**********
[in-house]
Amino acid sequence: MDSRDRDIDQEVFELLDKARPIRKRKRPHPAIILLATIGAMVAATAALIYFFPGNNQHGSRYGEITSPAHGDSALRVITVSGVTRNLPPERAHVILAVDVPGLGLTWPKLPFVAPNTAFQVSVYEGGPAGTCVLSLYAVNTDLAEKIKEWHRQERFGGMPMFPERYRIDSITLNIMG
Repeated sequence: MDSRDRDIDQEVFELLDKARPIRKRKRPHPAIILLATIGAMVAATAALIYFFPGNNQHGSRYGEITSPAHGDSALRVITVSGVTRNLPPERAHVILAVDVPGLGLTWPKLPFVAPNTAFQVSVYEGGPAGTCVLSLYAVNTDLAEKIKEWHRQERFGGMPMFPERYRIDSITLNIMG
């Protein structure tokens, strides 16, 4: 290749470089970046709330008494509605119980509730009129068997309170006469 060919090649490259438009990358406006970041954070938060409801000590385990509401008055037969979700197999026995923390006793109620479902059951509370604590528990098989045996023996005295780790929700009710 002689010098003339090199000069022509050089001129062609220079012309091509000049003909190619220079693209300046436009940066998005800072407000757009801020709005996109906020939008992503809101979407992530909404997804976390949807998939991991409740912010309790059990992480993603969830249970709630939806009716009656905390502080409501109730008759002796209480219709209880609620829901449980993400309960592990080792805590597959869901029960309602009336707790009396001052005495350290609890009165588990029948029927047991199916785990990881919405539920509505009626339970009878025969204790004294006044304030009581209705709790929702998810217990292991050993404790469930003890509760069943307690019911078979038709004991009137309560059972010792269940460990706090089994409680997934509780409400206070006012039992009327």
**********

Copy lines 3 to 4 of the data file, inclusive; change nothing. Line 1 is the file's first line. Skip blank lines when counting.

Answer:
Repeated sequence: MDSRDRDIDQEVFELLDKARPIRKRKRPHPAIILLATIGAMVAATAALIYFFPGNNQHGSRYGEITSPAHGDSALRVITVSGVTRNLPPERAHVILAVDVPGLGLTWPKLPFVAPNTAFQVSVYEGGPAGTCVLSLYAVNTDLAEKIKEWHRQERFGGMPMFPERYRIDSITLNIMG
């Protein structure tokens, strides 16, 4: 290749470089970046709330008494509605119980509730009129068997309170006469 060919090649490259438009990358406006970041954070938060409801000590385990509401008055037969979700197999026995923390006793109620479902059951509370604590528990098989045996023996005295780790929700009710 002689010098003339090199000069022509050089001129062609220079012309091509000049003909190619220079693209300046436009940066998005800072407000757009801020709005996109906020939008992503809101979407992530909404997804976390949807998939991991409740912010309790059990992480993603969830249970709630939806009716009656905390502080409501109730008759002796209480219709209880609620829901449980993400309960592990080792805590597959869901029960309602009336707790009396001052005495350290609890009165588990029948029927047991199916785990990881919405539920509505009626339970009878025969204790004294006044304030009581209705709790929702998810217990292991050993404790469930003890509760069943307690019911078979038709004991009137309560059972010792269940460990706090089994409680997934509780409400206070006012039992009327």